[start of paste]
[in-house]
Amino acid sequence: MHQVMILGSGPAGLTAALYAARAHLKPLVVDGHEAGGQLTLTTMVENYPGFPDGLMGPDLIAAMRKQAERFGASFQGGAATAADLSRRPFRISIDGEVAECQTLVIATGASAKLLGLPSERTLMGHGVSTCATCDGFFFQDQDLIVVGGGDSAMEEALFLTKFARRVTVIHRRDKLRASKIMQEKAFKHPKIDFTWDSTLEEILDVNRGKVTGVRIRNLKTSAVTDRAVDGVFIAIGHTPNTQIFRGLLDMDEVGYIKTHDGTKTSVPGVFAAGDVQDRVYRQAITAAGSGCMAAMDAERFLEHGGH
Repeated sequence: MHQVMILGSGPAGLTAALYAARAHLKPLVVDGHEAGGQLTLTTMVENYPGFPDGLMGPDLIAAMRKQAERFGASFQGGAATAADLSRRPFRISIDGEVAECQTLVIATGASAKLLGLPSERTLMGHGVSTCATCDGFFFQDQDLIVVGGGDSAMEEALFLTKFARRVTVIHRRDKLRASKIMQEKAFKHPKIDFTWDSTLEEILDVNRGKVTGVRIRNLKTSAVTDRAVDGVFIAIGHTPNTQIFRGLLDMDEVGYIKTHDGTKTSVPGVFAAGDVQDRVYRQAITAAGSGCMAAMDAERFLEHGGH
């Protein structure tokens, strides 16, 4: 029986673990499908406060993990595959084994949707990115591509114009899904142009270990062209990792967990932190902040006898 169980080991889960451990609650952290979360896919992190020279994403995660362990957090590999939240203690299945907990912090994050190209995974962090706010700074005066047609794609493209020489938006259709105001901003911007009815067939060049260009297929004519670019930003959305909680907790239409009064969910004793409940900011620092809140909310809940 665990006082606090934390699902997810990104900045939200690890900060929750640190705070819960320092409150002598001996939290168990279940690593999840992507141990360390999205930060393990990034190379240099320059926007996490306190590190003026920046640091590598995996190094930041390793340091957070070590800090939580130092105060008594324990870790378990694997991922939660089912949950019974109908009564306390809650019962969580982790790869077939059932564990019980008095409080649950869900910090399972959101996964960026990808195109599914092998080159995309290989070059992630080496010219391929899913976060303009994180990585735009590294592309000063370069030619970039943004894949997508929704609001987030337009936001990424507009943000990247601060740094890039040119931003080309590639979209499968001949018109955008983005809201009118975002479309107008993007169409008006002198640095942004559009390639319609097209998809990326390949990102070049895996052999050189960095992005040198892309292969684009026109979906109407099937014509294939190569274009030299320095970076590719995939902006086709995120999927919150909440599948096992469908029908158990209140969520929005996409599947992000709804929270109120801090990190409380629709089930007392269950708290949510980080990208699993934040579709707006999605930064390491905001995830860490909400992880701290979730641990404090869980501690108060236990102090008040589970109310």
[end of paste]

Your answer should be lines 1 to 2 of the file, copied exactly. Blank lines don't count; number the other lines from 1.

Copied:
[in-house]
Amino acid sequence: MHQVMILGSGPAGLTAALYAARAHLKPLVVDGHEAGGQLTLTTMVENYPGFPDGLMGPDLIAAMRKQAERFGASFQGGAATAADLSRRPFRISIDGEVAECQTLVIATGASAKLLGLPSERTLMGHGVSTCATCDGFFFQDQDLIVVGGGDSAMEEALFLTKFARRVTVIHRRDKLRASKIMQEKAFKHPKIDFTWDSTLEEILDVNRGKVTGVRIRNLKTSAVTDRAVDGVFIAIGHTPNTQIFRGLLDMDEVGYIKTHDGTKTSVPGVFAAGDVQDRVYRQAITAAGSGCMAAMDAERFLEHGGH